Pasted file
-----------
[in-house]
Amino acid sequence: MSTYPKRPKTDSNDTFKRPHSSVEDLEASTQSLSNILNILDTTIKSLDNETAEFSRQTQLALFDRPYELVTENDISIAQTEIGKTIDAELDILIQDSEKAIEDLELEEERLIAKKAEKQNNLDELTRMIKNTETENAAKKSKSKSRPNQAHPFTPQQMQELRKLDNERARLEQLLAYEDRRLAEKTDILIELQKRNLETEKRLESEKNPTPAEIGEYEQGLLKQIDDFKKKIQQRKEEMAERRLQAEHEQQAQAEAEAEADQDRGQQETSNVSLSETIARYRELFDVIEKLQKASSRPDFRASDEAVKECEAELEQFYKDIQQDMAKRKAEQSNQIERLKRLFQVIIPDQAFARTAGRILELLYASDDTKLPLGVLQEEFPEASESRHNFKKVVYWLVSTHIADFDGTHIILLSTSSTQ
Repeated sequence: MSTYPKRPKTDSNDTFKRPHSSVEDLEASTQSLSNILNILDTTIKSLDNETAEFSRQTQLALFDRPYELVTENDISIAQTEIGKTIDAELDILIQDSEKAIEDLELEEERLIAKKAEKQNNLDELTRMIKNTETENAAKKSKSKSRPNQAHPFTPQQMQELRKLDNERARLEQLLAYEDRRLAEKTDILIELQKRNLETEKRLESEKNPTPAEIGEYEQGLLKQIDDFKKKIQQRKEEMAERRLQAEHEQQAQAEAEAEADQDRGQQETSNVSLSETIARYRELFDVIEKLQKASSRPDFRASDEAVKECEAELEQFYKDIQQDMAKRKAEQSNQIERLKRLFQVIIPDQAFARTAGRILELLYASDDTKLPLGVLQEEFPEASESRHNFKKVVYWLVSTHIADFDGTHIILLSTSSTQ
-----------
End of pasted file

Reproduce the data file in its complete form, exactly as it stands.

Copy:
[in-house]
Amino acid sequence: MSTYPKRPKTDSNDTFKRPHSSVEDLEASTQSLSNILNILDTTIKSLDNETAEFSRQTQLALFDRPYELVTENDISIAQTEIGKTIDAELDILIQDSEKAIEDLELEEERLIAKKAEKQNNLDELTRMIKNTETENAAKKSKSKSRPNQAHPFTPQQMQELRKLDNERARLEQLLAYEDRRLAEKTDILIELQKRNLETEKRLESEKNPTPAEIGEYEQGLLKQIDDFKKKIQQRKEEMAERRLQAEHEQQAQAEAEAEADQDRGQQETSNVSLSETIARYRELFDVIEKLQKASSRPDFRASDEAVKECEAELEQFYKDIQQDMAKRKAEQSNQIERLKRLFQVIIPDQAFARTAGRILELLYASDDTKLPLGVLQEEFPEASESRHNFKKVVYWLVSTHIADFDGTHIILLSTSSTQ
Repeated sequence: MSTYPKRPKTDSNDTFKRPHSSVEDLEASTQSLSNILNILDTTIKSLDNETAEFSRQTQLALFDRPYELVTENDISIAQTEIGKTIDAELDILIQDSEKAIEDLELEEERLIAKKAEKQNNLDELTRMIKNTETENAAKKSKSKSRPNQAHPFTPQQMQELRKLDNERARLEQLLAYEDRRLAEKTDILIELQKRNLETEKRLESEKNPTPAEIGEYEQGLLKQIDDFKKKIQQRKEEMAERRLQAEHEQQAQAEAEAEADQDRGQQETSNVSLSETIARYRELFDVIEKLQKASSRPDFRASDEAVKECEAELEQFYKDIQQDMAKRKAEQSNQIERLKRLFQVIIPDQAFARTAGRILELLYASDDTKLPLGVLQEEFPEASESRHNFKKVVYWLVSTHIADFDGTHIILLSTSSTQ